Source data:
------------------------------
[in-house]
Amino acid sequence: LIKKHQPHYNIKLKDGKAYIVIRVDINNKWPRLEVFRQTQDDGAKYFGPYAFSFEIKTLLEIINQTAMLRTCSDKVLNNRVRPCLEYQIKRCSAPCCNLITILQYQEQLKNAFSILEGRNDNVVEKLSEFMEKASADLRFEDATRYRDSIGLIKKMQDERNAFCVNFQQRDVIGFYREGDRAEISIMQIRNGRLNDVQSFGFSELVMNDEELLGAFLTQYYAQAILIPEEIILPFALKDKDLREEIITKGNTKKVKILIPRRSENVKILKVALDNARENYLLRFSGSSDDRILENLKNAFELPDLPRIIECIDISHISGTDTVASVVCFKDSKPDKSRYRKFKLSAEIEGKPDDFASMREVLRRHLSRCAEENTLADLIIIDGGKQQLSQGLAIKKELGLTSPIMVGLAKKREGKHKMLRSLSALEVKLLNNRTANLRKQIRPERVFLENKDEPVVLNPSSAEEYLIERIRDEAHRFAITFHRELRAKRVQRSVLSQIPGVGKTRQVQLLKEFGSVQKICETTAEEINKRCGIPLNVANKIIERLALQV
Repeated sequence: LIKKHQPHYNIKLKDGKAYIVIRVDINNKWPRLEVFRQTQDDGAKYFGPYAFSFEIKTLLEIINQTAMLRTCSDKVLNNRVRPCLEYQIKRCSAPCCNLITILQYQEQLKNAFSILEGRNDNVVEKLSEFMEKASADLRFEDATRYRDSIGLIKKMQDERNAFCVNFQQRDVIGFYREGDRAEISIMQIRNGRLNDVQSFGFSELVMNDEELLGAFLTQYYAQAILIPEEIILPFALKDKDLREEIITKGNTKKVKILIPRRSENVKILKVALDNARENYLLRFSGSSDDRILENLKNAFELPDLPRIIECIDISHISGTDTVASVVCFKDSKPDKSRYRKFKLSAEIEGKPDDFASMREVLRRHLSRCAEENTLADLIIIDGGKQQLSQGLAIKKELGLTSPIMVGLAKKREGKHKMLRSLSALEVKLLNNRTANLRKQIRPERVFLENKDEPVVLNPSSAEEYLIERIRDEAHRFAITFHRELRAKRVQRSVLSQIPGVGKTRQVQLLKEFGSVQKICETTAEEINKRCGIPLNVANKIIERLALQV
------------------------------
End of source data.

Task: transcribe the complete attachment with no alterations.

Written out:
[in-house]
Amino acid sequence: LIKKHQPHYNIKLKDGKAYIVIRVDINNKWPRLEVFRQTQDDGAKYFGPYAFSFEIKTLLEIINQTAMLRTCSDKVLNNRVRPCLEYQIKRCSAPCCNLITILQYQEQLKNAFSILEGRNDNVVEKLSEFMEKASADLRFEDATRYRDSIGLIKKMQDERNAFCVNFQQRDVIGFYREGDRAEISIMQIRNGRLNDVQSFGFSELVMNDEELLGAFLTQYYAQAILIPEEIILPFALKDKDLREEIITKGNTKKVKILIPRRSENVKILKVALDNARENYLLRFSGSSDDRILENLKNAFELPDLPRIIECIDISHISGTDTVASVVCFKDSKPDKSRYRKFKLSAEIEGKPDDFASMREVLRRHLSRCAEENTLADLIIIDGGKQQLSQGLAIKKELGLTSPIMVGLAKKREGKHKMLRSLSALEVKLLNNRTANLRKQIRPERVFLENKDEPVVLNPSSAEEYLIERIRDEAHRFAITFHRELRAKRVQRSVLSQIPGVGKTRQVQLLKEFGSVQKICETTAEEINKRCGIPLNVANKIIERLALQV
Repeated sequence: LIKKHQPHYNIKLKDGKAYIVIRVDINNKWPRLEVFRQTQDDGAKYFGPYAFSFEIKTLLEIINQTAMLRTCSDKVLNNRVRPCLEYQIKRCSAPCCNLITILQYQEQLKNAFSILEGRNDNVVEKLSEFMEKASADLRFEDATRYRDSIGLIKKMQDERNAFCVNFQQRDVIGFYREGDRAEISIMQIRNGRLNDVQSFGFSELVMNDEELLGAFLTQYYAQAILIPEEIILPFALKDKDLREEIITKGNTKKVKILIPRRSENVKILKVALDNARENYLLRFSGSSDDRILENLKNAFELPDLPRIIECIDISHISGTDTVASVVCFKDSKPDKSRYRKFKLSAEIEGKPDDFASMREVLRRHLSRCAEENTLADLIIIDGGKQQLSQGLAIKKELGLTSPIMVGLAKKREGKHKMLRSLSALEVKLLNNRTANLRKQIRPERVFLENKDEPVVLNPSSAEEYLIERIRDEAHRFAITFHRELRAKRVQRSVLSQIPGVGKTRQVQLLKEFGSVQKICETTAEEINKRCGIPLNVANKIIERLALQV